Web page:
The country halted its rollout of the shot when studies showed it was not effective enough against the pervasive 501Y.V2 variant. South Africa’s health minister says he will consider a trade or sale. Other news is from Japan, China and Tanzania.
New York Post:
South Africa Eyes Selling Or Swapping AstraZeneca Vaccines
South Africa wants to sell or swap its first batch of the AstraZeneca COVID-19 vaccine just days after getting it — because a new study suggested it might not protect against its dominant mutation. The nation received its first one million doses of the jab last week, with another 500,000 on order and due in the coming weeks. But as the jabs arrived, a study showed that it offers as little as 10% protection against mild to moderate cases of the 501Y.V2 variant that accounts for the vast majority of the country’s new infections. (Brown, 2/11)
The Washington Post:
First Pfizer Vaccines Arrive In Japan As Government Set To Approve Shots
Japan’s first shipment of Pfizer vaccine doses arrived Friday as a government panel was expected to formally recommend the shots for use inside the country. Local news agencies reported that 400,000 doses of the two-shot vaccine were received at the Narita International Airport near Tokyo. Japan has yet to begin its vaccine rollout due to bureaucratic hurdles and a general suspicion of foreign-made pharmaceuticals. On Friday, a health ministry committee will meet to decide whether to greenlight the vaccine, with formal approval from the government likely to take place Sunday, Japan’s Kyodo news agency reported. (Cunningham, 2/12)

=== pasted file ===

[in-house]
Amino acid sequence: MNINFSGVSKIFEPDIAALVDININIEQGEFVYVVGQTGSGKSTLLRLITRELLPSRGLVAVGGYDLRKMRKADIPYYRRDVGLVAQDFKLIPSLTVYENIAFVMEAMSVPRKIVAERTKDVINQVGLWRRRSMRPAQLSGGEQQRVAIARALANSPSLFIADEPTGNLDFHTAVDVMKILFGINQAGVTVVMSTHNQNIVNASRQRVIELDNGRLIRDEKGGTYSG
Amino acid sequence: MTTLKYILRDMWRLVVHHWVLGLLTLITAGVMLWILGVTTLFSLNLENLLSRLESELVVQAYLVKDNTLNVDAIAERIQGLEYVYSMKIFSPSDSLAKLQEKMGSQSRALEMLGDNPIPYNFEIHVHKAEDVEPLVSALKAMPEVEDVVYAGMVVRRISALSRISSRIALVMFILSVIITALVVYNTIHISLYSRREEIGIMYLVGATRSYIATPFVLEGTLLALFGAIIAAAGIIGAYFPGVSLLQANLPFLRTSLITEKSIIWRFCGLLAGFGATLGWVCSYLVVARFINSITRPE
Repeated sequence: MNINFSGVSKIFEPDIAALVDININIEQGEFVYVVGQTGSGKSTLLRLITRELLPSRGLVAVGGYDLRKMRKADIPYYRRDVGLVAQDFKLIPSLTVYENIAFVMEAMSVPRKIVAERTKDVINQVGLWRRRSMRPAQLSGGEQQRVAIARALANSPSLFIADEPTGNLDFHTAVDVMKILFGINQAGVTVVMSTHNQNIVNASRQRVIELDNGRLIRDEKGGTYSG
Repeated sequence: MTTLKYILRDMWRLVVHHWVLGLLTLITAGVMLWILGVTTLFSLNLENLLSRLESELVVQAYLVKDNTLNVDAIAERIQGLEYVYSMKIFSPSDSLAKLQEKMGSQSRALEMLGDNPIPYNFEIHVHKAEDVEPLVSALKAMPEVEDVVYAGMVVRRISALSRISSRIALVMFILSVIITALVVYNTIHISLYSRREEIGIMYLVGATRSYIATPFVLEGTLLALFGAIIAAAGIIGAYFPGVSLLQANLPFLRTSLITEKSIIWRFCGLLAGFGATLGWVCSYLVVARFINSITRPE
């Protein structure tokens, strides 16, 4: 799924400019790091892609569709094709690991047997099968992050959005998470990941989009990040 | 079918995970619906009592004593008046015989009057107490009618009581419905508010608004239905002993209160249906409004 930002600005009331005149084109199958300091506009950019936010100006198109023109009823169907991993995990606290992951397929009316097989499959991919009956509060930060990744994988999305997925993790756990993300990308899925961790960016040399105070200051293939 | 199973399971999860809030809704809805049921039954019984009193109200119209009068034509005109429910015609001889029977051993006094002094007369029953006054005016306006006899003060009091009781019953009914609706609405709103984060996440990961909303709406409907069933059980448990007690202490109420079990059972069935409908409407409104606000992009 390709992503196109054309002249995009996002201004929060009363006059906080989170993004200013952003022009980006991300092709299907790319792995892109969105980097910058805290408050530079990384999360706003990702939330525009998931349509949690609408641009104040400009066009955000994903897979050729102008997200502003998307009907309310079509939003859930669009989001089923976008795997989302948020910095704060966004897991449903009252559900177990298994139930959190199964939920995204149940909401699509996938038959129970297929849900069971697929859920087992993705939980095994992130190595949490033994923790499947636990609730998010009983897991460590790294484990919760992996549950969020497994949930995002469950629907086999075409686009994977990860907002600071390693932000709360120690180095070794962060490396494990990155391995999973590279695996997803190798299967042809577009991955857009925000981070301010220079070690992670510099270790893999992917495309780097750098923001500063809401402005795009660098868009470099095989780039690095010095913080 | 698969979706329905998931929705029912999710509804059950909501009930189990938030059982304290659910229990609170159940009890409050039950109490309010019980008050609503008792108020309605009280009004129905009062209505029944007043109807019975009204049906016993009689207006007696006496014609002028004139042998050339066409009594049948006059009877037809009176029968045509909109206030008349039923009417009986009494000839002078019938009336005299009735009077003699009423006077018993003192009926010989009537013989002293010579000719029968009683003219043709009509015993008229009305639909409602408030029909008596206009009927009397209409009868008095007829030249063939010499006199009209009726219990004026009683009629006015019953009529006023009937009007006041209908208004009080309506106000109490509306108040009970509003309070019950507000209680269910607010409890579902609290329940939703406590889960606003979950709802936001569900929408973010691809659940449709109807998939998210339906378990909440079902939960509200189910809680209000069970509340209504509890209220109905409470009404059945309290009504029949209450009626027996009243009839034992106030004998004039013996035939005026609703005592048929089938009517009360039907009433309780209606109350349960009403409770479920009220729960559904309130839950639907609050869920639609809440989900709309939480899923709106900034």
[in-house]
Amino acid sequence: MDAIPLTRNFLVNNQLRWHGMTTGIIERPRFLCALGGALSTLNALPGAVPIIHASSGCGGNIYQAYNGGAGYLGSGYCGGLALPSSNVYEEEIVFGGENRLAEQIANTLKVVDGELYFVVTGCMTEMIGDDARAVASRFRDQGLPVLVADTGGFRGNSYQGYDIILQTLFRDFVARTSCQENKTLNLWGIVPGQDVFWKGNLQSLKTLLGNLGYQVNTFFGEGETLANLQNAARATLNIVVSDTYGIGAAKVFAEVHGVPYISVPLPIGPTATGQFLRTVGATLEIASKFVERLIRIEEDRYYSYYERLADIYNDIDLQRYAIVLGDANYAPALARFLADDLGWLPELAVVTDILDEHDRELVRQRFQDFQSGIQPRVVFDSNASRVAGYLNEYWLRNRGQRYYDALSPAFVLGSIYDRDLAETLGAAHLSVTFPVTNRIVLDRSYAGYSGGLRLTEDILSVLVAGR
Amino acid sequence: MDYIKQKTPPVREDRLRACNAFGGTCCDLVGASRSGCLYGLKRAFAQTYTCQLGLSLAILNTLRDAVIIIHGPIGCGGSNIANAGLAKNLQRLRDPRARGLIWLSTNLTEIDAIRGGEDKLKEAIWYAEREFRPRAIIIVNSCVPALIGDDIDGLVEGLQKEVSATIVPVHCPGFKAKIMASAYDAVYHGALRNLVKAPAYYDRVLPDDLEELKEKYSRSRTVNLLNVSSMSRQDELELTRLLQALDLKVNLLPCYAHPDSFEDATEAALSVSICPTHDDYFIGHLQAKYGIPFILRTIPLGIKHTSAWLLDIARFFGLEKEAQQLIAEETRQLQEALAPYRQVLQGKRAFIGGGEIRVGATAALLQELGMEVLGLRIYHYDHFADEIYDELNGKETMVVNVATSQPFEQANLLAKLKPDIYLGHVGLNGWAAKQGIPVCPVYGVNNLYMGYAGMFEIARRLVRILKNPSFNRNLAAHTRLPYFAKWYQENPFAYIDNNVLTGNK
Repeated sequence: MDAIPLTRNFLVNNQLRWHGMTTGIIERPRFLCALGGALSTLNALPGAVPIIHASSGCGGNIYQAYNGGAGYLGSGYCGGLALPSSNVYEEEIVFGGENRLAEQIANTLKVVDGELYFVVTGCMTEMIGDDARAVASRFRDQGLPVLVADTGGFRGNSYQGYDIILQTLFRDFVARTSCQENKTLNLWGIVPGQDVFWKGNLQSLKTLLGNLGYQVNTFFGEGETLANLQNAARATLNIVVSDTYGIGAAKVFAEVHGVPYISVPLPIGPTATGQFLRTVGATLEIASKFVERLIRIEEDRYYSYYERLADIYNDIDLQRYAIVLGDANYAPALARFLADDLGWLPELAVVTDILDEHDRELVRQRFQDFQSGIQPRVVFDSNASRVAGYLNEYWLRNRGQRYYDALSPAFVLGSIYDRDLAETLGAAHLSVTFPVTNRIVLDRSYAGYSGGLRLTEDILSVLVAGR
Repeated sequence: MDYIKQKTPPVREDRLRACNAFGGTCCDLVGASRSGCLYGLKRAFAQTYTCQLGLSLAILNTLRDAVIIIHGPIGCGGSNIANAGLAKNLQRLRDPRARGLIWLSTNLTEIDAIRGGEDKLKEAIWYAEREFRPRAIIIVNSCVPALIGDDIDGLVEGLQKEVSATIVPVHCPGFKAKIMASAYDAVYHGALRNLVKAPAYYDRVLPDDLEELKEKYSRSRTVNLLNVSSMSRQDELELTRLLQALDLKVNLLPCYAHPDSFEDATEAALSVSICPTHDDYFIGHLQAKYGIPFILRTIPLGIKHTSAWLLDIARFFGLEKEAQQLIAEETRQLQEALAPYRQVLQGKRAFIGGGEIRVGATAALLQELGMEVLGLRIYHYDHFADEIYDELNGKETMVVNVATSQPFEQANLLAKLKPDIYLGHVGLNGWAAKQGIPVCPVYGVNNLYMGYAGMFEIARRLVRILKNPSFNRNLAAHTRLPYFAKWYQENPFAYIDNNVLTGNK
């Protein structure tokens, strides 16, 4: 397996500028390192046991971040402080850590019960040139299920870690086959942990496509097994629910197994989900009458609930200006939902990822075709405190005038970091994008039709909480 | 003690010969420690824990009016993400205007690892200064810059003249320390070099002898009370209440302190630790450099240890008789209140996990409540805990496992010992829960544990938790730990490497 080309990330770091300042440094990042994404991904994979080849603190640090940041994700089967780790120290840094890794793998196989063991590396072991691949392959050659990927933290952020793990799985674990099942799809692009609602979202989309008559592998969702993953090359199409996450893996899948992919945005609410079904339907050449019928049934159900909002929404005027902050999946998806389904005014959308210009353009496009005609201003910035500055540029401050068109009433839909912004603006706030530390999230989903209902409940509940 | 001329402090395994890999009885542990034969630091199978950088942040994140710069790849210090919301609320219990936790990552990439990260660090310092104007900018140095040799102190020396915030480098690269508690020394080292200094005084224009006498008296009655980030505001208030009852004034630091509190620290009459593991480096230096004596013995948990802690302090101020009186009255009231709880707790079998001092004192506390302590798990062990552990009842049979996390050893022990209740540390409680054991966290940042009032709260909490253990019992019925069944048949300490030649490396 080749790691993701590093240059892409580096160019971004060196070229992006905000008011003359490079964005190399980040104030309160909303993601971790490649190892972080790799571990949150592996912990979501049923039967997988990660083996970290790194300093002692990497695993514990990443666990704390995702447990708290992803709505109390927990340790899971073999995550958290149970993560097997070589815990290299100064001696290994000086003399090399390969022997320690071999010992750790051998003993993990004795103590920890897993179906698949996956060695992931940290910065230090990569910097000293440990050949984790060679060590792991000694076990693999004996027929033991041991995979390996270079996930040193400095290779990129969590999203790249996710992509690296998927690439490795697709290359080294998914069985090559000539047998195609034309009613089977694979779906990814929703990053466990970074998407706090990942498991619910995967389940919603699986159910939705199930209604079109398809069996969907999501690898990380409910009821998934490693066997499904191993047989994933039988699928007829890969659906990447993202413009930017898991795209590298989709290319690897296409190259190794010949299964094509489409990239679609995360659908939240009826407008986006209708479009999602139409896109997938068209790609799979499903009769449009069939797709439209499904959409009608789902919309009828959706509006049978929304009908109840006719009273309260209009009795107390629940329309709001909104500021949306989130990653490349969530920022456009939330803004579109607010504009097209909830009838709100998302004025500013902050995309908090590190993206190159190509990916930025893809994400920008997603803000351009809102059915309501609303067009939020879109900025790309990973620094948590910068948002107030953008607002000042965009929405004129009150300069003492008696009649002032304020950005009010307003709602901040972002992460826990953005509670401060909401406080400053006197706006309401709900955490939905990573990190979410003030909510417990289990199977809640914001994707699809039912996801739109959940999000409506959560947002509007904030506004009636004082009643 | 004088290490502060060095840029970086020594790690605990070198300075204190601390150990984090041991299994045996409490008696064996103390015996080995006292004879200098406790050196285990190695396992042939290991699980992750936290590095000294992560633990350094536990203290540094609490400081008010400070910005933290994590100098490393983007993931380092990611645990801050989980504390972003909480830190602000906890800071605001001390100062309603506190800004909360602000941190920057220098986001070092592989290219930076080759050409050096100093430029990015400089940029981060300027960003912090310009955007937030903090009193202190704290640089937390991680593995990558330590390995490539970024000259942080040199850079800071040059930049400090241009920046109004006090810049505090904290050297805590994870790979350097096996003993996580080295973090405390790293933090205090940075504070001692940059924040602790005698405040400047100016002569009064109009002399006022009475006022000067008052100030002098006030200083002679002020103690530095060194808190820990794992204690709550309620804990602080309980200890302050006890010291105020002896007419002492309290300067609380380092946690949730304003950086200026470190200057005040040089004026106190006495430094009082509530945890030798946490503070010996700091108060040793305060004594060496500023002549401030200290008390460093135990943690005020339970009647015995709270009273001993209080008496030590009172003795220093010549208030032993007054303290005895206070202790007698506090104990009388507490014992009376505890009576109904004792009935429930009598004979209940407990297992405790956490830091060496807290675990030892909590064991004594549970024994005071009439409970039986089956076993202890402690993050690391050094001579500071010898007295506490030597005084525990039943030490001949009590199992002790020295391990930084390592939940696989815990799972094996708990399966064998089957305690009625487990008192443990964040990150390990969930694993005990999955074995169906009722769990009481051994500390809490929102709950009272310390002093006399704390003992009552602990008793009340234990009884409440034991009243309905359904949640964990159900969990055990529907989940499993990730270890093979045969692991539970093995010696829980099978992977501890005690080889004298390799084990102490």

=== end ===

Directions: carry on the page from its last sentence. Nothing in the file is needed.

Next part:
What The WHO Coronavirus Experts Learned In Wuhan
A World Health Organization team has left China after gaining some new insights into the origins of the coronavirus pandemic that has killed more than 2.3 million people — but with the major questions still unanswered. The visit was politically sensitive for China — which is concerned about any allegations it didn’t handle the initial outbreak properly — and has been closely watched around the world. Team member Peter Daszak sounded upbeat on arriving at the airport Wednesday at the end of the four-week trip to the central Chinese city of Wuhan, where the first COVID-19 cases were detected in December 2019. (Fujiyama and Moritsugu, 2/11)
Covid-19 Crisis Grows In Tanzania As President Rejects Risks
Tanzania’s main hospitals have been swamped by patients displaying coronavirus symptoms, intensive-care units are full and funeral masses have become daily occurrences. Amid the unfolding health-care crisis, President John Magufuli has declared the East African nation free of Covid-19. He’s eschewed lockdowns, discouraged the use of face masks and banned the release of infection data since April, making Tanzania the only country in the world besides insular North Korea that doesn’t release the statistics. “The government should break the silence,” ruling party lawmaker Zacharia Issay said in parliament on Thursday. “I am tired of going to burials.” (2/12)
This is part of the KHN Morning Briefing, a summary of health policy coverage from major news organizations. Sign up for an email subscription.